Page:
I was amazed and completely fascinated by Grant’s previous book, Gone, and as soon as I turned the last page of it I grabbed Hunger and started reading it. While this second novel doesn’t have as much impact as the first one, it was still a captivating read.

So problems abound in this one, and Sam Temple is in over his head. I felt for the guy, even though he annoyed me at times. He has so much responsibilities in this new world – as they all do, in fact, except that he’s the one in charge – kind of – and we all know the one in charge is always the one to take the blame. At this point in time, not everyone agrees that he’s the one who should rule on the FAYZ, and Sam and his little group now have a lot more to deal with than they did in the first book.

I felt Hunger wasn’t as much of an action novel as Gone was. In a way, it felt like a transition between Gone and whatever is coming next with Lies. There was some follow-up from Gone‘s stoylines, and a lot of the time was spent trying to fix the FAYZ’s main problem, which also gave its title to the book : hunger. Different kids have different solutions to the problem, and along with Sam’s problematic leadership, this makes Hunger a much more political/social novel than an action one.

This is even more true considering the opposition that grows stronger between the “special” kids and the “powerless” ones. Gladly, Grant never gets preachy about tolerance and accepting difference : the idea is there, but it’s the reader’s role to understand what’s going on. I appreciate an author who can be subtle.

The cast in this novel is huge. So many kids, with so many powers, that it does get a little confusing at times. I think Grant managed to make each of them very unique though, not only by gifting them with special abilities (some of them, anyway), but also by giving them such different personalities. The narration changes point of views, too, and all of it was done to a pace that kept the story moving, interesting.

In conclusion, I found Hunger to be a great follow-up to Gone, and I can’t wait to read the next book in May!

Series Reading Order :

  1. Gone
  2. Hunger
  3. Lies (coming May 2010)

Review : Gone

Gone by Michael Grant
Pages : 558
Genre : YA, Speculative Fiction
Series : Gone, Book 1
My Rating :

From the Back of the Book :

In the blink of an eye, everyone disappears.


Everyone except for the young. Teens. Middle schoolers. Toddlers. But not a single adult. No teachers, no cops, no doctors, no parents. Gone, too, are the phones, internet, and television. There is no way to get help. Hunger threatens. Bullies rule. A sinister creature lurks. Animals are mutating. And the teens themselves are changing, developing new talents—unimaginable, dangerous, deadly powers—that grow stronger by the day.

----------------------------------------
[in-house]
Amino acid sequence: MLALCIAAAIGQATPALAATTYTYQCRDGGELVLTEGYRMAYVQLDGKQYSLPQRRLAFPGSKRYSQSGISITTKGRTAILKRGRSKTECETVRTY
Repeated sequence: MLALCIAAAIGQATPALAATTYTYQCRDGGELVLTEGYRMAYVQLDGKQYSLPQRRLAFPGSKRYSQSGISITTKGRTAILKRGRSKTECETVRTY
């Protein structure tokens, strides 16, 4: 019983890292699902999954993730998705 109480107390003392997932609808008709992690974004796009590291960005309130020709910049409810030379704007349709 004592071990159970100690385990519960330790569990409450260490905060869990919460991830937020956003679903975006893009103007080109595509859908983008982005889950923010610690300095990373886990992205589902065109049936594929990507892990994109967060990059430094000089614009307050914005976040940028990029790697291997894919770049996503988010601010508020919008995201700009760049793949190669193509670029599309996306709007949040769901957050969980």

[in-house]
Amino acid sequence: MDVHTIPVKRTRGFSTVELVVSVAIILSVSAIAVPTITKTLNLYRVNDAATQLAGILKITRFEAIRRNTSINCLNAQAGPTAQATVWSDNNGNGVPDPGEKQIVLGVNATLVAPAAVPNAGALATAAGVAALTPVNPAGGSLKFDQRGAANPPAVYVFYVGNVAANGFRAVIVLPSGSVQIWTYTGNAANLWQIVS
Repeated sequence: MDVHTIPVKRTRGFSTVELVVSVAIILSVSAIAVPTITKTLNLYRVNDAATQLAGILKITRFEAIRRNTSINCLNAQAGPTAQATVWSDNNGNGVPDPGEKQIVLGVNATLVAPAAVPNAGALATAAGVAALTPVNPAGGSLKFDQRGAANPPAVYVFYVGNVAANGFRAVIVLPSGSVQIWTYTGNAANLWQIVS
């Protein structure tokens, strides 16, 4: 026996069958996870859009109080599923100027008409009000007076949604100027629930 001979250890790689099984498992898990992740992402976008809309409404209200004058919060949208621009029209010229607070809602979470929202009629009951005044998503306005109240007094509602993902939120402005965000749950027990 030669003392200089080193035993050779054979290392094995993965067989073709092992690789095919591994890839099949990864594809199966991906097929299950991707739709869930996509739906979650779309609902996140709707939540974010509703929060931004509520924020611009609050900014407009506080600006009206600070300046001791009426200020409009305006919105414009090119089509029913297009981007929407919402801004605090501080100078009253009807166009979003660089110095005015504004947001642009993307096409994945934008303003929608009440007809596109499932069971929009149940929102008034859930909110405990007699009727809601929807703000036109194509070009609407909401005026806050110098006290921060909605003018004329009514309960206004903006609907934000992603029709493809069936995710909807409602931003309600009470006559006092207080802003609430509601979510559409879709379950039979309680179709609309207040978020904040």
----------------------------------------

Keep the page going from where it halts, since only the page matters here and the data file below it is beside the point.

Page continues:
It’s a terrifying new world. Sides are being chosen and war is imminent…

I saw Gone on a table at the bookstore when it first came out and was immediately intrigued by it, although at the time I wasn’t yet into YA reading. I finally decided to read it at the end of December, while studying, and it was such a great diversion! At 558 pages, the book isn’t small, but I wasn’t bored one second of it.

One of the things that made this book great was the cast of characters : numerous, yes, but also very varied – varied in ages, races, sexual orientations, attitudes, abilities, etc. Written from a third person point of view, the book follows different kids in turns, but mainly Sam and his closest friends, Astrid and Quinn. They all have very distinct personalities, and I enjoyed that Grant wrote a narration both from the “good” side and the “bad” side. Their reactions to the events are believable, and I liked how the author described the horror without going too far with the details.

The way each of the characters developed was complex, and although there is a traditional “good versus evil” plot, it wasn’t too simple a story. Grant definitely has a talent to build an intricate setting and create a mystery. The blurb on the cover says that “If Stephen King had written Lord of the Flies, it might have been a little like this”; I haven’t read Lord of the Flies (I know, I know…) but the trapped community was definitely reminiscent of Stephen King’s work!

There is so much we don’t know as we start the story (and the action begins right from the start), and the pace really makes it a page-turner. I wanted to know where and how did the adults disappeared? Why the mutations? All the answers aren’t given all in this first novel though, so if you read it and enjoy it, be prepared to grab the next book, Hunger, as soon as possible!

Series Reading Order :

  1. Gone
  2. Hunger
  3. Lies (May 2010)